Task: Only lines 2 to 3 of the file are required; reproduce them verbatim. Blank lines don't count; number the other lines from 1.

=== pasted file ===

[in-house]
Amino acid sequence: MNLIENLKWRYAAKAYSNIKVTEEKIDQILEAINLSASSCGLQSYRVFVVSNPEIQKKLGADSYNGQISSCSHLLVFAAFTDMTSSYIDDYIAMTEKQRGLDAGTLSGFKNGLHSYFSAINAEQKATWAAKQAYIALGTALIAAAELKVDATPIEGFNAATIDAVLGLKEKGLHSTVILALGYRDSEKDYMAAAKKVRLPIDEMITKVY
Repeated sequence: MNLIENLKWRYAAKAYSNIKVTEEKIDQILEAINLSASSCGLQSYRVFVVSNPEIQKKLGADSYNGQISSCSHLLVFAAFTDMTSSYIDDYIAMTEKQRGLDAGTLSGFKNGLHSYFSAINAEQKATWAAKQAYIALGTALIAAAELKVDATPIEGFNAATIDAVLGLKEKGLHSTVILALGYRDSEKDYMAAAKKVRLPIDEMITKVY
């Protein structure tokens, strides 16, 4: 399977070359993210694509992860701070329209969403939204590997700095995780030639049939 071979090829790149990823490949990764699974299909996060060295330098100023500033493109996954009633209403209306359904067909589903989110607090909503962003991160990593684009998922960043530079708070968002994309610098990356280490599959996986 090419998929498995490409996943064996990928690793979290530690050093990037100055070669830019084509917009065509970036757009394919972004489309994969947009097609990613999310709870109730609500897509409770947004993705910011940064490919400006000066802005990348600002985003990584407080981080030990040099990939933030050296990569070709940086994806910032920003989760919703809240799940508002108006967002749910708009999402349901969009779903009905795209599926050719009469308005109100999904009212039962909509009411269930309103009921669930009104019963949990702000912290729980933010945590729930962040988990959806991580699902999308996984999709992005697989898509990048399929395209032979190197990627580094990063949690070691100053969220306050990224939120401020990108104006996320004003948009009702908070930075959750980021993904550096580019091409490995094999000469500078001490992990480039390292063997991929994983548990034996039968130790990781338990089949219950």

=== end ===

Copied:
Amino acid sequence: MNLIENLKWRYAAKAYSNIKVTEEKIDQILEAINLSASSCGLQSYRVFVVSNPEIQKKLGADSYNGQISSCSHLLVFAAFTDMTSSYIDDYIAMTEKQRGLDAGTLSGFKNGLHSYFSAINAEQKATWAAKQAYIALGTALIAAAELKVDATPIEGFNAATIDAVLGLKEKGLHSTVILALGYRDSEKDYMAAAKKVRLPIDEMITKVY
Repeated sequence: MNLIENLKWRYAAKAYSNIKVTEEKIDQILEAINLSASSCGLQSYRVFVVSNPEIQKKLGADSYNGQISSCSHLLVFAAFTDMTSSYIDDYIAMTEKQRGLDAGTLSGFKNGLHSYFSAINAEQKATWAAKQAYIALGTALIAAAELKVDATPIEGFNAATIDAVLGLKEKGLHSTVILALGYRDSEKDYMAAAKKVRLPIDEMITKVY